I read a great post by Don Johnson recently about service in the local church. He contrasted the “ivory tower” of ideals and innovations with the simple and seemingly unimpressive quiet faithfulness of local churches everywhere. As a minister who is certainly in a church context that presses the boundaries of normal, a church context more like the house churches that Johnson is contrasting himself with, I hear his words in a new way after these past two weeks.
As my grandma’s health declined this past year, it was the local Presbyterian church where my aunt and uncle are active members that ministered to her regularly, through visits at the care center where she lived, times of prayer and scripture reading, communion, and encouragement to her family. My Grandma had stopped being active in the church for many of her later adulthood years, and it was the ministers of this church and the chaplain of her residential community who gently embraced her and joined with God’s spirit in renewing her heart’s trust in God.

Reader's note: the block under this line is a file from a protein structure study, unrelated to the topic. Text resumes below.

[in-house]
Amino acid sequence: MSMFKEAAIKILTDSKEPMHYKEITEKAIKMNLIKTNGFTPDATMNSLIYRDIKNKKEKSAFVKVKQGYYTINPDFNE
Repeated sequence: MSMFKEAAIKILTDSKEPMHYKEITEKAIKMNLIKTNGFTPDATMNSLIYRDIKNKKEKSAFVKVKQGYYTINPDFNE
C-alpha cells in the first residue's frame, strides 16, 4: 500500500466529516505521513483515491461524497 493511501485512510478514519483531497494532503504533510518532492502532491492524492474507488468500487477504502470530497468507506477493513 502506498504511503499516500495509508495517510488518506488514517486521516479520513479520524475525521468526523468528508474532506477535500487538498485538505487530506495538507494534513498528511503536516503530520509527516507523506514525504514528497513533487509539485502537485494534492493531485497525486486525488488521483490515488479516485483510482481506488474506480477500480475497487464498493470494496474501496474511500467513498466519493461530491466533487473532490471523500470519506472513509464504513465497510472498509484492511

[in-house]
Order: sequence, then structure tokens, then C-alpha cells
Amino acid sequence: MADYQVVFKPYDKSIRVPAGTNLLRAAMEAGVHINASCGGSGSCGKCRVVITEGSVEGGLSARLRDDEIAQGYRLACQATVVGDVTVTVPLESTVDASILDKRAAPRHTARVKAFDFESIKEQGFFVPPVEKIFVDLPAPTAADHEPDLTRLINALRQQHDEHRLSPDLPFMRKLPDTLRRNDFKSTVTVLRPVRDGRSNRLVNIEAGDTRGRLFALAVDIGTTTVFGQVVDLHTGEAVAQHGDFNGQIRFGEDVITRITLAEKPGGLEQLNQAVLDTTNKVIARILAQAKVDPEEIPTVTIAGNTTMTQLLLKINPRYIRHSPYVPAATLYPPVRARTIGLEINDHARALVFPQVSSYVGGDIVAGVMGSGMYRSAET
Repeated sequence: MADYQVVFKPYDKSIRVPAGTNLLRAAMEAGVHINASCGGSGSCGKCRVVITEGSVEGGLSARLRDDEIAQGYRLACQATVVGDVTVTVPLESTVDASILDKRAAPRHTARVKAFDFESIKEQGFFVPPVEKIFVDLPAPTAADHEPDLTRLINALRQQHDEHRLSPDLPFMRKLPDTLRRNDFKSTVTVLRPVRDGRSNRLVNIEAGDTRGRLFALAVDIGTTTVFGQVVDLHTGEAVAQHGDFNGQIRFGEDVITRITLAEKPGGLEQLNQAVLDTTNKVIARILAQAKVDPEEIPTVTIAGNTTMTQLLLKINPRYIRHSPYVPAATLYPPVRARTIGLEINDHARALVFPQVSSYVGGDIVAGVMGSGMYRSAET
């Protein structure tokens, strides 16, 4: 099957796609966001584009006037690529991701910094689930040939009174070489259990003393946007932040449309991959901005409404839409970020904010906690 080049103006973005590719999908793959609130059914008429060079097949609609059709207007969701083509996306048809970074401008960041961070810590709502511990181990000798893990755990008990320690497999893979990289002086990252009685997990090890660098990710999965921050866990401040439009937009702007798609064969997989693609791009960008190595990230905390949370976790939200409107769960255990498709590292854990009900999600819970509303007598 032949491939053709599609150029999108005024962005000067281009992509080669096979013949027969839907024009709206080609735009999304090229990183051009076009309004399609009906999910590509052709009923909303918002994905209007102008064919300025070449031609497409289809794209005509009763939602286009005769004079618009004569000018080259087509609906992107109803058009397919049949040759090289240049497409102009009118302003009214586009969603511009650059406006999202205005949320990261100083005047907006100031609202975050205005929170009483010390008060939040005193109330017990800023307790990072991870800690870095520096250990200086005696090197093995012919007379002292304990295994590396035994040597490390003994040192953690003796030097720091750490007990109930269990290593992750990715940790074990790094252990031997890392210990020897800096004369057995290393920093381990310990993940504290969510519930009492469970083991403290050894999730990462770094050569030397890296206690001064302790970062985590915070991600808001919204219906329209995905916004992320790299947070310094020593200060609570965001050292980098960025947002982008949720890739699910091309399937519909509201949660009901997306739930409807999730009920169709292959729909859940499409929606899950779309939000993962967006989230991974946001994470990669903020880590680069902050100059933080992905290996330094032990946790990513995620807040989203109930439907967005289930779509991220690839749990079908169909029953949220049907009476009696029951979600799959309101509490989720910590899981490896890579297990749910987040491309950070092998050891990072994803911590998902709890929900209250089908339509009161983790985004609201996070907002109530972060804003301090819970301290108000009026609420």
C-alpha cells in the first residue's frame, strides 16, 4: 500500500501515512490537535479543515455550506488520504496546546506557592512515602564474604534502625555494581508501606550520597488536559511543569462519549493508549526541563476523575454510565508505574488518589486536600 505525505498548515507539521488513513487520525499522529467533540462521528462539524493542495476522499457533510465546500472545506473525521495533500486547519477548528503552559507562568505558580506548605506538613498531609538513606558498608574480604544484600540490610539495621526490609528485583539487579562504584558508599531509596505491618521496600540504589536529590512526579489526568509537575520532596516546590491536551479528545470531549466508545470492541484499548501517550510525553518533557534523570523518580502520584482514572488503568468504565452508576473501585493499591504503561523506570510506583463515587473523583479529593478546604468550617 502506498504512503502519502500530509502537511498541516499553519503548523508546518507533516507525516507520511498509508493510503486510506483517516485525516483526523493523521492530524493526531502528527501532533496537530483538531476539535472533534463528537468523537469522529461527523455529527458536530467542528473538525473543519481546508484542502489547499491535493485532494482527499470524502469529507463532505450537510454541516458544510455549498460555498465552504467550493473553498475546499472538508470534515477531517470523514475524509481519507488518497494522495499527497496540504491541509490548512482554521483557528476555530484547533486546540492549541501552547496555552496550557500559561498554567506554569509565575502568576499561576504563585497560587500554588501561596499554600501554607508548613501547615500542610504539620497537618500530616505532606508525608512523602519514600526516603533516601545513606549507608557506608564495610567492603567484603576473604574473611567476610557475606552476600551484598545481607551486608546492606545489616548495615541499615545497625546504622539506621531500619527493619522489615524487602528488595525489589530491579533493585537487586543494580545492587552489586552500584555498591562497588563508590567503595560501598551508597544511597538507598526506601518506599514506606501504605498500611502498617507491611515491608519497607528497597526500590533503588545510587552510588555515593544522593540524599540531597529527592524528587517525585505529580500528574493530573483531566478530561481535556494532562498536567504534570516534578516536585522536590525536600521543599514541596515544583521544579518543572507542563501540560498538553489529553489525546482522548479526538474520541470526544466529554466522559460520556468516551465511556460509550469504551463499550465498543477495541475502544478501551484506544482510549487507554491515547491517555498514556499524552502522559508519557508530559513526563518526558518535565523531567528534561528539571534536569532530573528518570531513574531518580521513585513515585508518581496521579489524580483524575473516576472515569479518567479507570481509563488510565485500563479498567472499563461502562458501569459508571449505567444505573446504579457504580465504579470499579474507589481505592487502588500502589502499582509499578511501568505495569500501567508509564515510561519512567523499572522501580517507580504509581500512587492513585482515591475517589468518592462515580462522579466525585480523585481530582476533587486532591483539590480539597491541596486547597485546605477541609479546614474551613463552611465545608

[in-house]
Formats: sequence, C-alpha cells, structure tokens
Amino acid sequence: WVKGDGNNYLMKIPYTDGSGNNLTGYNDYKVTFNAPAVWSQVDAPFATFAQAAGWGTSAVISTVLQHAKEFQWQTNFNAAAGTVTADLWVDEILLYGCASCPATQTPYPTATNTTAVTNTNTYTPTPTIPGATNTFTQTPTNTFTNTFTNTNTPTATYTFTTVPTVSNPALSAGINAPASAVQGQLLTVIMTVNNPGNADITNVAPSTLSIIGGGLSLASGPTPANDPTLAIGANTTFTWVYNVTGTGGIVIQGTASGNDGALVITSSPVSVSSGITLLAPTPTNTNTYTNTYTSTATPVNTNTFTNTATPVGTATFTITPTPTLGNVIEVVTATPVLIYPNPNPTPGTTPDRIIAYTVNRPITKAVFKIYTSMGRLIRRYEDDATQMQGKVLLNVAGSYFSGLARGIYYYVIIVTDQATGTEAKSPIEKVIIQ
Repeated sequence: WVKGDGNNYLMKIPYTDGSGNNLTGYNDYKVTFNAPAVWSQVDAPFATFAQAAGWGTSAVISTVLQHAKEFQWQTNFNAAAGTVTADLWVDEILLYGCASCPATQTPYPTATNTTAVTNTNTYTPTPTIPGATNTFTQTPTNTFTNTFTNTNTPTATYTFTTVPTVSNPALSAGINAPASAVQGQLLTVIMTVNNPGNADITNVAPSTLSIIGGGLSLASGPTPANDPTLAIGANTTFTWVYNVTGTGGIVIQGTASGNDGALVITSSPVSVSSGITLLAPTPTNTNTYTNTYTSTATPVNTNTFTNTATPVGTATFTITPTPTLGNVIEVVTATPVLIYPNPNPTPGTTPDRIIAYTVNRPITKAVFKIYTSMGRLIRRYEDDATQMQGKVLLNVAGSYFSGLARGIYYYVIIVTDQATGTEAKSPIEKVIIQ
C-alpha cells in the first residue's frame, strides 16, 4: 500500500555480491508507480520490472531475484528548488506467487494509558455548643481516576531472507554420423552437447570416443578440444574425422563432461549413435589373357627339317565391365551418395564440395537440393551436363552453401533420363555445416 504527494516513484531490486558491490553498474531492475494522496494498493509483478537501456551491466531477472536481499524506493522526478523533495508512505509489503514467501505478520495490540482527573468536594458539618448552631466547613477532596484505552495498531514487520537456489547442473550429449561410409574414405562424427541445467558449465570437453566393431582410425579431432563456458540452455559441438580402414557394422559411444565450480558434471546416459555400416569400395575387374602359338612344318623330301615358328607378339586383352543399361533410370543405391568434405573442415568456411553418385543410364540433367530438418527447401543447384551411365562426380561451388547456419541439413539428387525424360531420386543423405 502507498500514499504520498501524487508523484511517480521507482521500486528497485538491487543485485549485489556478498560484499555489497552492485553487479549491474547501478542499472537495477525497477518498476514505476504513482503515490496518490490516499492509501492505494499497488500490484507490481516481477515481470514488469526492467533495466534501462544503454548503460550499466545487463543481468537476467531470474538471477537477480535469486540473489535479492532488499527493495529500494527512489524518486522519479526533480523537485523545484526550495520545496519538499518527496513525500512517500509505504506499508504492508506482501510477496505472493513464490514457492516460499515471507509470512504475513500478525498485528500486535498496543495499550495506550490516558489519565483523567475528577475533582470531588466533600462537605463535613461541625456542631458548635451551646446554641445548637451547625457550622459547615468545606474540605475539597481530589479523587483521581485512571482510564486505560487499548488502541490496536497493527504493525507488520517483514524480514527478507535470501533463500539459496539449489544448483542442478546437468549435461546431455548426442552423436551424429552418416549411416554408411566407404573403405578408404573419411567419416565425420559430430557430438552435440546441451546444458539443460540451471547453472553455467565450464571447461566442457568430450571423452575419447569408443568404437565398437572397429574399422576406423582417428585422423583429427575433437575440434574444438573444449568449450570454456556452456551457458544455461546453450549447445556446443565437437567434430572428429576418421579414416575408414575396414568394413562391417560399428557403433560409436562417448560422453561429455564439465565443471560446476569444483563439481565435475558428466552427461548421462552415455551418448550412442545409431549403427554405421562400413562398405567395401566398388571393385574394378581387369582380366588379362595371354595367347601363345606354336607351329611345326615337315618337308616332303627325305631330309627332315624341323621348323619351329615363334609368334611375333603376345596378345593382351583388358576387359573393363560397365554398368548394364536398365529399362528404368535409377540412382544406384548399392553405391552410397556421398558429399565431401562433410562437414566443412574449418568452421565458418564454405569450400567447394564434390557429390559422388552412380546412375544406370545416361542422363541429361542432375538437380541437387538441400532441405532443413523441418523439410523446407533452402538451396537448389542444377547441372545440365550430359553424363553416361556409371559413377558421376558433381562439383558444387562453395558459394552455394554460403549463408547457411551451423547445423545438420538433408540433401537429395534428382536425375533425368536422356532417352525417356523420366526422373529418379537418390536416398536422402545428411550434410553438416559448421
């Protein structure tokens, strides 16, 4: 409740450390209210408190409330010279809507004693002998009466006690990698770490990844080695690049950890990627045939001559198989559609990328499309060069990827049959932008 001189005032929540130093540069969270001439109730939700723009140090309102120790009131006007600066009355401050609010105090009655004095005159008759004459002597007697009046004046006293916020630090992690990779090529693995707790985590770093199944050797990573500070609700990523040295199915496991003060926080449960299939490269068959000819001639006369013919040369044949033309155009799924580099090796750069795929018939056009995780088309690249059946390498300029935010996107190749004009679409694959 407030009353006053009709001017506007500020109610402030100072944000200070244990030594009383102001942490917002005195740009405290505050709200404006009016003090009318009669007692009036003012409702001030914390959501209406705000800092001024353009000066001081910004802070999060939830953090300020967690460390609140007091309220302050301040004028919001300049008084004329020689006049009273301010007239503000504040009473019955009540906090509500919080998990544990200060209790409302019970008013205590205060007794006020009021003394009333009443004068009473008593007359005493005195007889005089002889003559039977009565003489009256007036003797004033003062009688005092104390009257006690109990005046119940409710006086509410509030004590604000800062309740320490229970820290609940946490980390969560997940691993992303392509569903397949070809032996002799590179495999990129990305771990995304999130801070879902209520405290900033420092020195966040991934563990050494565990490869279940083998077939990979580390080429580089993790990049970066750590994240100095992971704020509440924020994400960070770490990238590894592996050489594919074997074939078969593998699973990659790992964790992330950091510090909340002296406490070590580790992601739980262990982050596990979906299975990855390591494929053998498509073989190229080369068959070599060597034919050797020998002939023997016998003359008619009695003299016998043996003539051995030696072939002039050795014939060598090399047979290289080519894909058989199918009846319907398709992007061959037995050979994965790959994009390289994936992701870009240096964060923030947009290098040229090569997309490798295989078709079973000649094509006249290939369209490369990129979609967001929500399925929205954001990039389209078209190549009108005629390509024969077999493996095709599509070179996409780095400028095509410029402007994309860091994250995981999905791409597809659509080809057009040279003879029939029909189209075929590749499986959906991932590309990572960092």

My grandma would likely never be on the radar of a house church or “missional community” like mine. But she was considered a vital part of the ministry of Knox Presbyterian Church in Spokane, Washington; she was someone’s priority there, while she likely contributed nothing to their church’s growth or vibrancy in the terms we tend to think in when we talk of those things. As I sat at her memorial service and listened to the minister share about his times visiting and praying with her, I was overwhelmed with gratitude for the faithfulness of this pastor and the church that released him for such vital, missional ministry.
We have things to learn from the Knox Presbyterian Churches in our midst.